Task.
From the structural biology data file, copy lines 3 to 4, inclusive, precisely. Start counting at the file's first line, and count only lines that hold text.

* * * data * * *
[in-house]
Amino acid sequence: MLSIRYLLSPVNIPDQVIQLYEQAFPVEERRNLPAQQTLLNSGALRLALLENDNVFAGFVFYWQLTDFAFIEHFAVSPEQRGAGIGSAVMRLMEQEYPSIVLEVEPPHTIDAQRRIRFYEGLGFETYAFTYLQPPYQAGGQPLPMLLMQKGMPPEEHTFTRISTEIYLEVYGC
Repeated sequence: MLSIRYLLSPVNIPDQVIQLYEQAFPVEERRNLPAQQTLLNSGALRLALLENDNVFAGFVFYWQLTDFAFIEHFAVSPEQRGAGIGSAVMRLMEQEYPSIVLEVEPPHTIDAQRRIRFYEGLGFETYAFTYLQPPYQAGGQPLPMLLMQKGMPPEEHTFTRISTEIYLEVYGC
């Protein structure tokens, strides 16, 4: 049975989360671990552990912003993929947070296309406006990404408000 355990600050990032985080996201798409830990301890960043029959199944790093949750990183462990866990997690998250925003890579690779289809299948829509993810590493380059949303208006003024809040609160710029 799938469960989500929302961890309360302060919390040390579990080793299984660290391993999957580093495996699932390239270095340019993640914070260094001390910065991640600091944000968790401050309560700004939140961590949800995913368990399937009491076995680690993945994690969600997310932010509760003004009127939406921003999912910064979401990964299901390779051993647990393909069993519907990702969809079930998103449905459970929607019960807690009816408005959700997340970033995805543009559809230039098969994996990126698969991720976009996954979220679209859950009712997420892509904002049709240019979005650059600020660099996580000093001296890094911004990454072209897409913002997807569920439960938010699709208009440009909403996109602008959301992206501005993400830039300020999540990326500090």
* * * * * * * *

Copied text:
Repeated sequence: MLSIRYLLSPVNIPDQVIQLYEQAFPVEERRNLPAQQTLLNSGALRLALLENDNVFAGFVFYWQLTDFAFIEHFAVSPEQRGAGIGSAVMRLMEQEYPSIVLEVEPPHTIDAQRRIRFYEGLGFETYAFTYLQPPYQAGGQPLPMLLMQKGMPPEEHTFTRISTEIYLEVYGC
């Protein structure tokens, strides 16, 4: 049975989360671990552990912003993929947070296309406006990404408000 355990600050990032985080996201798409830990301890960043029959199944790093949750990183462990866990997690998250925003890579690779289809299948829509993810590493380059949303208006003024809040609160710029 799938469960989500929302961890309360302060919390040390579990080793299984660290391993999957580093495996699932390239270095340019993640914070260094001390910065991640600091944000968790401050309560700004939140961590949800995913368990399937009491076995680690993945994690969600997310932010509760003004009127939406921003999912910064979401990964299901390779051993647990393909069993519907990702969809079930998103449905459970929607019960807690009816408005959700997340970033995805543009559809230039098969994996990126698969991720976009996954979220679209859950009712997420892509904002049709240019979005650059600020660099996580000093001296890094911004990454072209897409913002997807569920439960938010699709208009440009909403996109602008959301992206501005993400830039300020999540990326500090």